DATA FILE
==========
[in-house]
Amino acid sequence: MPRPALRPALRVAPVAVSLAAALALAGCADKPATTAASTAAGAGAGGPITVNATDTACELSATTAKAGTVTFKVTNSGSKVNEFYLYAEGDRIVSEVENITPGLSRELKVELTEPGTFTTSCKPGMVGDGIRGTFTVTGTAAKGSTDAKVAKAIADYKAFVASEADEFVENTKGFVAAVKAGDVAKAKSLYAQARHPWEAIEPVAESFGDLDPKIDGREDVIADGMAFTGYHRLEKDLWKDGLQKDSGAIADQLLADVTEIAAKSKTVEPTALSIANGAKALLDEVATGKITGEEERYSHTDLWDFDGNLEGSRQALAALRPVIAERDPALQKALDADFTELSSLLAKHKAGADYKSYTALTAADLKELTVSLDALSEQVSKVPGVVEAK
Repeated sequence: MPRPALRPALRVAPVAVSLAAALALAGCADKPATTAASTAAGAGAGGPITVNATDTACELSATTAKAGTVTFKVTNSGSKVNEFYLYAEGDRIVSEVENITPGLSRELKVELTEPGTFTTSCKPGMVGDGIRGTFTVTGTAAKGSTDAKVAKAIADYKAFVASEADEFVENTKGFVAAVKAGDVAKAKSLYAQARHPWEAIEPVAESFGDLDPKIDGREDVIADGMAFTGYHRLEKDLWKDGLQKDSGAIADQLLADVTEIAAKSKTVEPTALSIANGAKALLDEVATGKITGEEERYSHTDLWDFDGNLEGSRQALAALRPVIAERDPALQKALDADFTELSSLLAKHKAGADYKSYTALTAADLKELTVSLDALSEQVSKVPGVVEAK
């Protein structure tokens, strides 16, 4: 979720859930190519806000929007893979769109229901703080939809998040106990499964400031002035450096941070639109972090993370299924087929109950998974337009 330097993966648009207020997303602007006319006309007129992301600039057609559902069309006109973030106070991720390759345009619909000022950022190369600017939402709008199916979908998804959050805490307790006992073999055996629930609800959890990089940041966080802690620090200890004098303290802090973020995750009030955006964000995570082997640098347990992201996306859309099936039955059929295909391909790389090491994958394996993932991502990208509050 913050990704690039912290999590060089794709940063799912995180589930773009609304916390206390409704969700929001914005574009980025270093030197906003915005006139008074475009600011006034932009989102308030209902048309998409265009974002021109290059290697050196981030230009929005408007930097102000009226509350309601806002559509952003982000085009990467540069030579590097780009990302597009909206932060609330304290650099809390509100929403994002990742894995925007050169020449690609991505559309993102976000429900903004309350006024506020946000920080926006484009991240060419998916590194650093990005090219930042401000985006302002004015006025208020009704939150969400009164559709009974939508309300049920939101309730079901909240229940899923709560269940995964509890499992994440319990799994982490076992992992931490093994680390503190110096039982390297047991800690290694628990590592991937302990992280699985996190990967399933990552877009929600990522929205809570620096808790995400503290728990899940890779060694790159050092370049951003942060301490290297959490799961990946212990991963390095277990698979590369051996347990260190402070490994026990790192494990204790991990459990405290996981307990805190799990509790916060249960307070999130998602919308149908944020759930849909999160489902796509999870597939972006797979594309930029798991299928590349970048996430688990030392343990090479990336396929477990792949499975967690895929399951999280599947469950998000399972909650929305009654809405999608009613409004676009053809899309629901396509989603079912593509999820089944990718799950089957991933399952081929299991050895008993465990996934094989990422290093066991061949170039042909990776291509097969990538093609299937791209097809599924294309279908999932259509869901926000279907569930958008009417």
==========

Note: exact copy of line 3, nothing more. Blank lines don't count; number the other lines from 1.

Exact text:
Repeated sequence: MPRPALRPALRVAPVAVSLAAALALAGCADKPATTAASTAAGAGAGGPITVNATDTACELSATTAKAGTVTFKVTNSGSKVNEFYLYAEGDRIVSEVENITPGLSRELKVELTEPGTFTTSCKPGMVGDGIRGTFTVTGTAAKGSTDAKVAKAIADYKAFVASEADEFVENTKGFVAAVKAGDVAKAKSLYAQARHPWEAIEPVAESFGDLDPKIDGREDVIADGMAFTGYHRLEKDLWKDGLQKDSGAIADQLLADVTEIAAKSKTVEPTALSIANGAKALLDEVATGKITGEEERYSHTDLWDFDGNLEGSRQALAALRPVIAERDPALQKALDADFTELSSLLAKHKAGADYKSYTALTAADLKELTVSLDALSEQVSKVPGVVEAK